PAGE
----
The Weekly Advertiser Horsham
Agriculture research bonus
Horsham and the broader Wimmera’s reputation for providing a national heartbeat for grains research is set to gain momentum after a guarantee of more high-quality water for development.
Agricultural research based at Horsham’s Grains Innovation Park is anchoring a $10-million water-recycling project that will allow for an expansion of an ongoing probe into grain-production science.
The ultimate benefit from the research is stronger, more reliable, more nutritious and higher-yielding crops that provide building blocks for farmer success, generate billions of dollars in trade and help feed a hungry world.
Grains Innovation Park, providing a Wimmera base for various government agencies, has one of the largest workforces in Horsham and its Agriculture Victoria team brings together a broad network in cultural diversity as well as scientific knowledge from around the world.
Shoring up its longevity as a nationally significant research institution has widespread implications, not only for the grains industry, but also the socio-economic health of the Wimmera.
The Horsham Agriculture Smartwater and Integrated Water Management Project, the result of joint federal and state government funding, will tap into Horsham wastewater previously inappropriate for grain research plots because of salt and sediment contamination.
With accompanying infrastructure and evolving technology, it opens the door for an expansion of irrigation opportunities and the types of grain and growing circumstances researchers can study and develop.
Agriculture Victoria research director Traci Griffin said the project would provide long-term security and reduce risks to valuable research and innovation at Horsham Smartfarm and provide ‘benefits to the Australian grains industry more broadly’.
“Agriculture Victoria currently uses the wastewater from Horsham treatment plant to irrigate 190 hectares of land used for trials on the Horsham
Smartfarm,” she said. “Wastewater from the Horsham plant currently contains an elevated salt load that can be detrimental to plant growth of some crop types if levels accumulate in the soil.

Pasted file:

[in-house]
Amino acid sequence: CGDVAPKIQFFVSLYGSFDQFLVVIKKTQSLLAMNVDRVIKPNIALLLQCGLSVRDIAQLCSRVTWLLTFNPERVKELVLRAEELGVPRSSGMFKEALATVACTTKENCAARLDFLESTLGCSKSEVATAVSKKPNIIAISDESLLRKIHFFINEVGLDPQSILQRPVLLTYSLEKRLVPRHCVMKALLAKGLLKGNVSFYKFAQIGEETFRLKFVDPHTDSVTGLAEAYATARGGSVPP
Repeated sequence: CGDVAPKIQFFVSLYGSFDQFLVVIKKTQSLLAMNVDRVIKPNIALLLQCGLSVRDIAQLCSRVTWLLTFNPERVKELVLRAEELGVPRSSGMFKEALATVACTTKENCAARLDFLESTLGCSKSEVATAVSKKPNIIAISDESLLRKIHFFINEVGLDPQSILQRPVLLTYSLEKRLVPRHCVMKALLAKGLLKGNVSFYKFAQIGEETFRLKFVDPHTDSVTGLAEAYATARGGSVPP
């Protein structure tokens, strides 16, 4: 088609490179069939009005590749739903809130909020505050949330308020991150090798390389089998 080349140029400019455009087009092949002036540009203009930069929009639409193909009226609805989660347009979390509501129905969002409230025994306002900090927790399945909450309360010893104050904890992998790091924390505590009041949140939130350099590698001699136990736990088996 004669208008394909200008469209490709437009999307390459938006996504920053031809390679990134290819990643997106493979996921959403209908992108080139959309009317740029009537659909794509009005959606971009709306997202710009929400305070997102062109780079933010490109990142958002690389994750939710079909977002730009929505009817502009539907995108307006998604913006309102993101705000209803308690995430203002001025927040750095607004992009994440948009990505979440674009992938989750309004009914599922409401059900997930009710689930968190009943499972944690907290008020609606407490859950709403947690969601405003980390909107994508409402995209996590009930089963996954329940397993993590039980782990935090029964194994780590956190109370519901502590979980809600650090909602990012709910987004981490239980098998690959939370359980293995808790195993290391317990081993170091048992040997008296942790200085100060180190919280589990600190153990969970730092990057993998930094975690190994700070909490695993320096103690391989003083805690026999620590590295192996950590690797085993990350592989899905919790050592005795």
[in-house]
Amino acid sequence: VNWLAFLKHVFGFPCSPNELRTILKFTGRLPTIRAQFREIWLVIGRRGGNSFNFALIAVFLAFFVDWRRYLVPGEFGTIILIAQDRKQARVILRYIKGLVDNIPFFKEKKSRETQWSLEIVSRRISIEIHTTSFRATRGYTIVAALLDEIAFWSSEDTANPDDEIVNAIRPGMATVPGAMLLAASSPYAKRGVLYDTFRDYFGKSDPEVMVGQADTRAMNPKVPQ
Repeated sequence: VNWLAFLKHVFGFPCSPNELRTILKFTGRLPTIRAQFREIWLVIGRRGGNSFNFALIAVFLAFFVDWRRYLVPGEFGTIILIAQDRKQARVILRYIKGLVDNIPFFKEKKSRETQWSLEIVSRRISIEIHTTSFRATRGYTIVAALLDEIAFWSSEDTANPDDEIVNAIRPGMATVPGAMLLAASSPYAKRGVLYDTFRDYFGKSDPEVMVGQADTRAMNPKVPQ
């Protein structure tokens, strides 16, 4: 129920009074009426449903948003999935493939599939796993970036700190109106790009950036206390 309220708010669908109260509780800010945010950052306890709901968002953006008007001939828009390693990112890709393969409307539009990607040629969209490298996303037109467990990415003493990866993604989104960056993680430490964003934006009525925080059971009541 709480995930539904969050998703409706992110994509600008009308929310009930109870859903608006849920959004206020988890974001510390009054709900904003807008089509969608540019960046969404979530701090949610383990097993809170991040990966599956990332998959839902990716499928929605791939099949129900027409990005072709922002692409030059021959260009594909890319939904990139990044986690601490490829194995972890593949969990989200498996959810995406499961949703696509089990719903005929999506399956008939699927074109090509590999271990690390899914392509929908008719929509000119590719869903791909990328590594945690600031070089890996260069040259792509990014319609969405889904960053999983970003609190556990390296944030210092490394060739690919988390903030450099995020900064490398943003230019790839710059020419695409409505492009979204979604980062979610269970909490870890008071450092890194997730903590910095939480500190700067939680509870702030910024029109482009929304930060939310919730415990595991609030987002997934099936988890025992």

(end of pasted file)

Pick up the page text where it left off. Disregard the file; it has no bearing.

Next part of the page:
“Infrastructure and technology that will be installed as part of the project will reduce salinity and turbidity in recycled water for farm use irrigation.”
Under the scheme, updated and expanded irrigation infrastructure will convert 70 hectares of dryland trial area to have support from spray irrigation.
This will help to de-risk these trial areas when seasonal rain is inadequate, while also creating opportunities to simulate rain to help with pest and disease crop-protection research.
New infrastructure investment will increase an irrigated area at Horsham Smartfarm west of Horsham from 19 to 260 hectares for Agriculture
Victoria and other Smartfarm users. A proportion of the wastewater will undergo treatment through a reverse-osmosis or desalination facility, which will provide a higher quality of water for use in irrigating crops such as high-value pulses, which are sensitive to elevated salt levels.
The expanded irrigation area, combined with higher quality water will also create opportunities for yearround field-trial activities.
This includes summer nurseries for national lentil and field-pea breeding programs, where support has previously be unsupported.
It might also open the door for research into a more diverse range of crops under the microscope at Horsham Smartfarm.
While shoring up agricultural research opportunities, the scheme will also provide a sustainable and longterm solution to Gwmwater wastewater management in Horsham.
It will also open new opportunities for the use of high-quality recycled water in Horsham urban public parks and gardens reliant on higher-value drinkable water and, through pipeline infrastructure, expanded viticulture at Lower Norton to Horsham’s west.
Gwmwater, Agriculture Victoria and the Department of Environment Land, Water and Planning have worked on developing the project with support from Grains Research and Development Corporation, Wimmera Southern Mallee Regional Partnership and Wimmera Integrated Water Management Forum.
The project includes construction of a dissolved air floatation plant; a reverse-osmosis plant and a power substation to support its 24-hour electricity needs; two storage dams; an automated precision flood-irrigation system and highly controllable spray irrigators for leaf-soil wetting; and new connecting pipelines, pump stations and other associated infrastructure.